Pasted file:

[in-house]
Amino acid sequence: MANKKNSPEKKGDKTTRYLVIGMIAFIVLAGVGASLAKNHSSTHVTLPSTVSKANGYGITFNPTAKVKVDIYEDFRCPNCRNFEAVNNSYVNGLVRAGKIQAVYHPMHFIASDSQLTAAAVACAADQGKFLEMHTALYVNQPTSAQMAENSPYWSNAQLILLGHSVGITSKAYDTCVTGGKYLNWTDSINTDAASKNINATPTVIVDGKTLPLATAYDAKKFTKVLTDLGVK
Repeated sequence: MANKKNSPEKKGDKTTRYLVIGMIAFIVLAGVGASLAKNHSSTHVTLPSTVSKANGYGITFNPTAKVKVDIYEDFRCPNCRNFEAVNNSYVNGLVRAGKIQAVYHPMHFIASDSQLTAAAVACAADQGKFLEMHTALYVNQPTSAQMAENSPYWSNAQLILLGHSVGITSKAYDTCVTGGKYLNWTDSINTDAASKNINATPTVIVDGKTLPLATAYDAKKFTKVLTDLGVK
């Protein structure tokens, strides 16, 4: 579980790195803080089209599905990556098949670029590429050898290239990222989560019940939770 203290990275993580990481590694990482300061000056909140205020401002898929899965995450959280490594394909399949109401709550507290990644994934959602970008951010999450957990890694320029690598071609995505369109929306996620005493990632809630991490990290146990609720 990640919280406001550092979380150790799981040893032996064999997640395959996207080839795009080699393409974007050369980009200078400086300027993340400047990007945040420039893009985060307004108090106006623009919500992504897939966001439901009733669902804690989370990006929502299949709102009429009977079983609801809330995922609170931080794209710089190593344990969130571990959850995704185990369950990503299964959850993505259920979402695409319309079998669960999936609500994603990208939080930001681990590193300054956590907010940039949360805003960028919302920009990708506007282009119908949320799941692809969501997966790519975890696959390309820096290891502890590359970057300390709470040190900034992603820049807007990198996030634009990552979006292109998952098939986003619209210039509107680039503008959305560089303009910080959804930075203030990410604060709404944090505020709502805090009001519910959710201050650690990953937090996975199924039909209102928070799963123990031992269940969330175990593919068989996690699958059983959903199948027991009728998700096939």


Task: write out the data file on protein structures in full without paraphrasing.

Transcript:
[in-house]
Amino acid sequence: MANKKNSPEKKGDKTTRYLVIGMIAFIVLAGVGASLAKNHSSTHVTLPSTVSKANGYGITFNPTAKVKVDIYEDFRCPNCRNFEAVNNSYVNGLVRAGKIQAVYHPMHFIASDSQLTAAAVACAADQGKFLEMHTALYVNQPTSAQMAENSPYWSNAQLILLGHSVGITSKAYDTCVTGGKYLNWTDSINTDAASKNINATPTVIVDGKTLPLATAYDAKKFTKVLTDLGVK
Repeated sequence: MANKKNSPEKKGDKTTRYLVIGMIAFIVLAGVGASLAKNHSSTHVTLPSTVSKANGYGITFNPTAKVKVDIYEDFRCPNCRNFEAVNNSYVNGLVRAGKIQAVYHPMHFIASDSQLTAAAVACAADQGKFLEMHTALYVNQPTSAQMAENSPYWSNAQLILLGHSVGITSKAYDTCVTGGKYLNWTDSINTDAASKNINATPTVIVDGKTLPLATAYDAKKFTKVLTDLGVK
């Protein structure tokens, strides 16, 4: 579980790195803080089209599905990556098949670029590429050898290239990222989560019940939770 203290990275993580990481590694990482300061000056909140205020401002898929899965995450959280490594394909399949109401709550507290990644994934959602970008951010999450957990890694320029690598071609995505369109929306996620005493990632809630991490990290146990609720 990640919280406001550092979380150790799981040893032996064999997640395959996207080839795009080699393409974007050369980009200078400086300027993340400047990007945040420039893009985060307004108090106006623009919500992504897939966001439901009733669902804690989370990006929502299949709102009429009977079983609801809330995922609170931080794209710089190593344990969130571990959850995704185990369950990503299964959850993505259920979402695409319309079998669960999936609500994603990208939080930001681990590193300054956590907010940039949360805003960028919302920009990708506007282009119908949320799941692809969501997966790519975890696959390309820096290891502890590359970057300390709470040190900034992603820049807007990198996030634009990552979006292109998952098939986003619209210039509107680039503008959305560089303009910080959804930075203030990410604060709404944090505020709502805090009001519910959710201050650690990953937090996975199924039909209102928070799963123990031992269940969330175990593919068989996690699958059983959903199948027991009728998700096939």